Rex Karz's Techdirt Profile

Rex Karz

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Rex Karz's Comments comment rss

  • Aug 11, 2016 @ 11:33am

    Does this ruling also apply to private database entities ...

    ... Such as Choice Point and others?

    IIRC during the Vietnam war the government directly kept databases on individual people and other entities related to their lifestyles, credit, relatives, friends, neighbors, economic activities, political affiliation, FBI interview transcripts with neighbors, ... the list is endless. When some of the worst abuses of this came to light congress passed legislation and the president signed it into law that prohibited the government from possessing such databases.

    The result was the government passing legislation that created "opportunities" for private companies to do exactly what the federal government had been doing on its own and for the government to buy access to these databases. The government is in compliance with the letter of the law, but not the spirit.

    So, does the 10th Circuits ruling apply to the numerous entities that build and maintain these databases for the government's convenience?

  • Jan 23, 2016 @ 07:49am

    Re: Head in the sand

    So Forbes detected that I was using an ad blocker and refused to deliver content at all. Fair enough.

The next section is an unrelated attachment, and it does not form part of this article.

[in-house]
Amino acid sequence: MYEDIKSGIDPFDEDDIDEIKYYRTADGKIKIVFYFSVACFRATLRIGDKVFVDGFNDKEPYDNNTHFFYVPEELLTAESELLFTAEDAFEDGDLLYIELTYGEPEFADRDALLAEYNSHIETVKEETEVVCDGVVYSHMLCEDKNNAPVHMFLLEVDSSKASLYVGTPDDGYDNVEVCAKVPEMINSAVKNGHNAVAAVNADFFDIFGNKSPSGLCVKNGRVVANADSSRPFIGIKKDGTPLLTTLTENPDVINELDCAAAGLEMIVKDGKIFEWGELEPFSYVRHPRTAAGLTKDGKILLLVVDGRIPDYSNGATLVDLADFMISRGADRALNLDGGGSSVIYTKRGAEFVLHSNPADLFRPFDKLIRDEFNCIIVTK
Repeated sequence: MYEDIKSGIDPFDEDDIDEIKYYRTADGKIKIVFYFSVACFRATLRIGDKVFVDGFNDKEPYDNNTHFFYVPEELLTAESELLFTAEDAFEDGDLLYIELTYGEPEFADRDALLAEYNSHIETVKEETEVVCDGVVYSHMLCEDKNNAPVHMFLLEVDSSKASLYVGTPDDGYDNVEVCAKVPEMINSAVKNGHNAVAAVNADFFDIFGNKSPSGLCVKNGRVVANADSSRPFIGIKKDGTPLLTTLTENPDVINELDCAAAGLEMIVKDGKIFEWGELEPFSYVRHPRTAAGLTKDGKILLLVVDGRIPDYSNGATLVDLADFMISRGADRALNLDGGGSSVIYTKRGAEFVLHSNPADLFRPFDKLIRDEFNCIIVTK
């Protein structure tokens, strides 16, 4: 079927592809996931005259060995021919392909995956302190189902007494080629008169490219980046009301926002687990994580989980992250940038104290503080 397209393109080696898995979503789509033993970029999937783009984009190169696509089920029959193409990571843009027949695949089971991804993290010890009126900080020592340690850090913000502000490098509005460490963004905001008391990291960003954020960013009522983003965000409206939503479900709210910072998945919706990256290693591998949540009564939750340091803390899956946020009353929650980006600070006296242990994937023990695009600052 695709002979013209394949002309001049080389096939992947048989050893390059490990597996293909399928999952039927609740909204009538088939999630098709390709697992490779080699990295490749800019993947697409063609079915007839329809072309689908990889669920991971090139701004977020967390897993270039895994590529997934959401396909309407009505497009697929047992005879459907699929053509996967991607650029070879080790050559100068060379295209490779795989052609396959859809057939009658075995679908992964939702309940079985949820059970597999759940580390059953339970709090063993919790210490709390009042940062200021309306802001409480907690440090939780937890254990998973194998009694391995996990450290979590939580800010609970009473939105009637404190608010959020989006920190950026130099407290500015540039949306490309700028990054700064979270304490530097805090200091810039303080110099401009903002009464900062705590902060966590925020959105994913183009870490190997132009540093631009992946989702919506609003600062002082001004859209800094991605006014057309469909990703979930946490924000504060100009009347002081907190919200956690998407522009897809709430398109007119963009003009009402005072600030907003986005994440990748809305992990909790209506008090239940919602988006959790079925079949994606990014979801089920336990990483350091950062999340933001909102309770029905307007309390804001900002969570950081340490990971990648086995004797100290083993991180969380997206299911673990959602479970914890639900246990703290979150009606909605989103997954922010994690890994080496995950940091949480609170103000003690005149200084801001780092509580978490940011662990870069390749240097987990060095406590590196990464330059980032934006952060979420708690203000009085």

My DNS server is now authoritative for Guess where it goes? ... http://localhost/nxdomain.html which reminds me that Forbes has nothing to see.

  • Jan 23, 2016 @ 07:38am

    Re: I'm wondering....

    Or laws like the Entertainment industries bought from congress: mandatory, extortionately high payments to the affected persons for their trouble dealing with malware spreading advertizing.
    -- Think of it: a website gives you some malware that changes your DNS setting nets you $250,000(U$D) and all you have to do is file a claim with the FTC and it is done. Net effect you'll never see a malware spreading ad again. Ever.

  • Dec 05, 2015 @ 02:15pm

    A modest proposal ... sort of

    How about the FCC/FTC et al set up a "Hit Squad", much like the CIA/NSA bunch. Then, if the fine is not paid in 30-days after the imposition of said fine, then they "activate" the hit on all the officers, directors and senior managers at the offending company.

    [Note: For the humor impaired, This is Satire. However, it also makes for pleasant wishful thinking.]

  • Nov 25, 2015 @ 04:15pm is your friend

    When anonymity is mandatory.

  • Oct 02, 2015 @ 09:06am

    Re: Re:

    Yeah! ... What could go wrong?

  • Oct 02, 2015 @ 09:01am


    Maybe I can be of some assistance:

    ... sigh

  • Mar 06, 2015 @ 12:53pm